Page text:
Tan’s ability to make us laugh is admirable, given his goals of having a relaxed, fun time. He directs the picture with a tangible sense of kinetic energy, peppering it with a wide range of physical and verbal jokes to keep it boiling. Ah Bee’s one-sided discussions with his virtual helper BRAVO60 (Joe Augustin) to a cartoon Kama Sutra are only a few examples. Tan’s willingness to depart from the reality of the film for both occasional jokes and some softer moments, such as when both Ah Bee and his mother are positioned on the same bed together staring forward as they talk on the phone with each other, gives the entire endeavor an admirable sense of creative freedom. These are some of Tiong Bahru Social Club’s most memorable moments—unpredictable and using the creative medium’s potential in a manner that few comedians do today. Tan’s stunning imagery and color palette add to the enthralling nature of each scene. The work of cinematographer/editor Looi Wan Ping and production designer James Page is particularly noteworthy; their work bursts with vibrant colors and creates a unified, near-futuristic look that is both calming and thrilling. Each shot captures the joy the actors and crew must have felt while putting the movie together.
It’s hard to see Tiong Bahru Social Club without being reminded of a slew of other directors. Tan has mentioned Wes Anderson, Yasujir Ozu, Jacques Tati, and Yoji Yamada as direct inspirations on the film in numerous interviews. The Grand Budapest Hotel’s two-dimensional architectural grandeur and Good Morning’s soft hues and tranquil framing seem to have influenced him the most. Tan makes clear allusions to several of the filmmakers, such as filming one of Ah Bee’s early conversations with his mother head-on, as Ozu famously did. Many parallels have been drawn between his film and Black Mirror, but Tiong Bahru Social Club seems more like Yorgos Lanthimos’ The Lobster’s bright and cheerful other ego, particularly when the film concentrates on Ah Bee’s AI-paired romance and controlled lovemaking with fellow Happiness Agent Geok (Jo Tan). Tan’s inability to separate himself from his inspirations in order to carve out a more distinctive style is sad, but the film’s aesthetics are a hopeful indication that he may eventually find his own voice.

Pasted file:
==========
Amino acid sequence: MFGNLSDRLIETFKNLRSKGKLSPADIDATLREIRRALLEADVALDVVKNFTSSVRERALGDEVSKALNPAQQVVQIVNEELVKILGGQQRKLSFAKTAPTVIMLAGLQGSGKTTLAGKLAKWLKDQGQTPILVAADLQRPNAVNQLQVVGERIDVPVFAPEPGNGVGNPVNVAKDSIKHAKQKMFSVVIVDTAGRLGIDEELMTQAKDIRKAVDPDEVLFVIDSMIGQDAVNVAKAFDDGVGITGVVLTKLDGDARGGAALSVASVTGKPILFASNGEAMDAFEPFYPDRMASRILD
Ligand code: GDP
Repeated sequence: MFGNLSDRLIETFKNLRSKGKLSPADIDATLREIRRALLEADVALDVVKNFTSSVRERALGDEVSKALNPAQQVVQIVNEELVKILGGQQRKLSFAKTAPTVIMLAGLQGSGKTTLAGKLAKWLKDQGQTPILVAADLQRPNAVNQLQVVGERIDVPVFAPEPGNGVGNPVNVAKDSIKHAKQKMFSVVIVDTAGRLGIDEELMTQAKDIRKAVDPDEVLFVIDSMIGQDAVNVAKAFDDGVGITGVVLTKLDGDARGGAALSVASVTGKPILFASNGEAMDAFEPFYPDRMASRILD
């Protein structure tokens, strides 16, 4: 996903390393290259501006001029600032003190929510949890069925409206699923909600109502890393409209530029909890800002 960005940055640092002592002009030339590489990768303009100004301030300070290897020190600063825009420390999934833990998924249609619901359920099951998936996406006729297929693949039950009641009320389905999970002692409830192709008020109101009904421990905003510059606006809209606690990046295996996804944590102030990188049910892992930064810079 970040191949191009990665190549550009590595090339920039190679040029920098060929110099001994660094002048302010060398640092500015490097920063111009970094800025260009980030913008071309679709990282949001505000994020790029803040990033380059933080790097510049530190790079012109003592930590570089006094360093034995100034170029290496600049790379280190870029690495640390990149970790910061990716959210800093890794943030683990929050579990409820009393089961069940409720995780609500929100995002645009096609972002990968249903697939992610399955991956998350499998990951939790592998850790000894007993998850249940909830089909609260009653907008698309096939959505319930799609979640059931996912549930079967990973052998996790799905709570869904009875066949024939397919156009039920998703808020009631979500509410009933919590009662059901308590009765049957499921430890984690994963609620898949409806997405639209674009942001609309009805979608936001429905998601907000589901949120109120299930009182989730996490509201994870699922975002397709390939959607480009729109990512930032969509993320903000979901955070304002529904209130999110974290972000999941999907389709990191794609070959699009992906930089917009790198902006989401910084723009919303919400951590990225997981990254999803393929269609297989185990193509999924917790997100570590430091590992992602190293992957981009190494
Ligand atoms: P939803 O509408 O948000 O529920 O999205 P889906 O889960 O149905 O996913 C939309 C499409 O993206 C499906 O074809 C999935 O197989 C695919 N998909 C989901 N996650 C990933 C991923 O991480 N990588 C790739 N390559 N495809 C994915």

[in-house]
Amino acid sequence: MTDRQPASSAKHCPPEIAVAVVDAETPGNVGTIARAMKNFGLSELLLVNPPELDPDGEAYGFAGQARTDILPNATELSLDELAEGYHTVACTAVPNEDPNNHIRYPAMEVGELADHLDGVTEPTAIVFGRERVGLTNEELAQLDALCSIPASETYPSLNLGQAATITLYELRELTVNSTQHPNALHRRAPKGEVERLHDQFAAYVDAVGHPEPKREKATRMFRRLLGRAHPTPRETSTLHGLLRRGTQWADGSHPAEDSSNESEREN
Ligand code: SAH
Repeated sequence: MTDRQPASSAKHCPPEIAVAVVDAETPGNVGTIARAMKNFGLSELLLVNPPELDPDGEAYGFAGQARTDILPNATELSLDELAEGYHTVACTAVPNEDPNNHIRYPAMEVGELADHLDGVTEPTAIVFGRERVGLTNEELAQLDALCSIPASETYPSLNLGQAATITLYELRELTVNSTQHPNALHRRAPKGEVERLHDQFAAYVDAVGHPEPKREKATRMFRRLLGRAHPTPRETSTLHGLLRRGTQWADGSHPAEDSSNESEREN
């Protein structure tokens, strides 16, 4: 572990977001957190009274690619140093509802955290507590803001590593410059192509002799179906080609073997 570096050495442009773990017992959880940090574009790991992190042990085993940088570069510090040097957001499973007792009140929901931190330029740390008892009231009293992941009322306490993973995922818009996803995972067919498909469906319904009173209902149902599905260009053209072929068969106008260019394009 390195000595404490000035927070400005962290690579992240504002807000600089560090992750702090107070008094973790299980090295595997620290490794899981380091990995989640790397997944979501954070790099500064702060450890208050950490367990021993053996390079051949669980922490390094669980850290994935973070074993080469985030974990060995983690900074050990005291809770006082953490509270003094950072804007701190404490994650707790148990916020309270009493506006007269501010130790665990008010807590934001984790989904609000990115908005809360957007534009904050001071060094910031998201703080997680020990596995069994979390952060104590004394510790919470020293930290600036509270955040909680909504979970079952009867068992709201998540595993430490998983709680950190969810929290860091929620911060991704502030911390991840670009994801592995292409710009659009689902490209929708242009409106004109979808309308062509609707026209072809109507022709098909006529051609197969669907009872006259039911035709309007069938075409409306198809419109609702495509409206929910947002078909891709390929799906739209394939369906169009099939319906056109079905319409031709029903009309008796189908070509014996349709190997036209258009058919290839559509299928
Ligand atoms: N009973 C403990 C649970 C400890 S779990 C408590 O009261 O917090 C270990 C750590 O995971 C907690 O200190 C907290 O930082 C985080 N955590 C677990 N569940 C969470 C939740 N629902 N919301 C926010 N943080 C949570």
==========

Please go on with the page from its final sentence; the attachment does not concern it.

Tiong Bahru Social Club is like a brilliantly colored piece of candy—delicious and full of ephemeral flavor, but lacking in certain key elements of a balanced meal. Tan Bee Thiam’s collage of highly inspired images needed a more fleshed-out screenplay to focus on the philosophical themes it attempts to handle. While the short 88-minute comedy may seem to have more to say than it really does, it does no damage and will brighten the viewer’s day if they keep their expectations in check. Tiong Bahru Social Club is an entertaining trip worth supporting as Singapore’s only participation for NYAFF’s 2021 roster.